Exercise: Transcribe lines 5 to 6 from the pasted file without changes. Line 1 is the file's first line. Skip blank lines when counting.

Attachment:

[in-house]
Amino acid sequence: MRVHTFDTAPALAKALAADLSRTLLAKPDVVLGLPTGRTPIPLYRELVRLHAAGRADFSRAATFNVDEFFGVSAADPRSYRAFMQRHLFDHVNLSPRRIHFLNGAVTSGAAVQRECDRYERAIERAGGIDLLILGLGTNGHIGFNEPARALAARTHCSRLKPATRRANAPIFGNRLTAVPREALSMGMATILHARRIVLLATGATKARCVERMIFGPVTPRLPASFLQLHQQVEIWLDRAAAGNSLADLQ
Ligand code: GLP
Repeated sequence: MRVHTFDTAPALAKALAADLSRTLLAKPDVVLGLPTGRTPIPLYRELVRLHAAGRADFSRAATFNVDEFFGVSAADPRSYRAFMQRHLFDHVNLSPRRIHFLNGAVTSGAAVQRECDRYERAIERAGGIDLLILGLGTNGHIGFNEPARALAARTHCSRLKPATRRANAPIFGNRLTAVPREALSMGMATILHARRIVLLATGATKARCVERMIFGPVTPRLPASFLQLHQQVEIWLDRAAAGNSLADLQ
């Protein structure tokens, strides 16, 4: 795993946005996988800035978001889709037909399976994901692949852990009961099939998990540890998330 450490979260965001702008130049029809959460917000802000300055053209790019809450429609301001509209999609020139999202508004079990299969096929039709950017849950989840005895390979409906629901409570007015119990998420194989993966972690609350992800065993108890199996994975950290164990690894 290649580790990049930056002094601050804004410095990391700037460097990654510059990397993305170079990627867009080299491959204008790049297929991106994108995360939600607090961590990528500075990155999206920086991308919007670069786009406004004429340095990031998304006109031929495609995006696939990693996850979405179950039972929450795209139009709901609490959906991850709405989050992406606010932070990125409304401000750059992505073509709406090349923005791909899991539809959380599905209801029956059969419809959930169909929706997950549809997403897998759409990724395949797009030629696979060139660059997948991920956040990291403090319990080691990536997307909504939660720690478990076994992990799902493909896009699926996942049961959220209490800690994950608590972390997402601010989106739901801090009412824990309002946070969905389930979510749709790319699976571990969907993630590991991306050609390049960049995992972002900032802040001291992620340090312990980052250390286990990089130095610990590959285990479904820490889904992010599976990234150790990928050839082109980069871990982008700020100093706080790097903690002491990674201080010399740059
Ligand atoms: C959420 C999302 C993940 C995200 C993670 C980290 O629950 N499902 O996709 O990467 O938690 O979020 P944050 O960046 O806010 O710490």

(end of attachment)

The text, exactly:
């Protein structure tokens, strides 16, 4: 795993946005996988800035978001889709037909399976994901692949852990009961099939998990540890998330 450490979260965001702008130049029809959460917000802000300055053209790019809450429609301001509209999609020139999202508004079990299969096929039709950017849950989840005895390979409906629901409570007015119990998420194989993966972690609350992800065993108890199996994975950290164990690894 290649580790990049930056002094601050804004410095990391700037460097990654510059990397993305170079990627867009080299491959204008790049297929991106994108995360939600607090961590990528500075990155999206920086991308919007670069786009406004004429340095990031998304006109031929495609995006696939990693996850979405179950039972929450795209139009709901609490959906991850709405989050992406606010932070990125409304401000750059992505073509709406090349923005791909899991539809959380599905209801029956059969419809959930169909929706997950549809997403897998759409990724395949797009030629696979060139660059997948991920956040990291403090319990080691990536997307909504939660720690478990076994992990799902493909896009699926996942049961959220209490800690994950608590972390997402601010989106739901801090009412824990309002946070969905389930979510749709790319699976571990969907993630590991991306050609390049960049995992972002900032802040001291992620340090312990980052250390286990990089130095610990590959285990479904820490889904992010599976990234150790990928050839082109980069871990982008700020100093706080790097903690002491990674201080010399740059
Ligand atoms: C959420 C999302 C993940 C995200 C993670 C980290 O629950 N499902 O996709 O990467 O938690 O979020 P944050 O960046 O806010 O710490």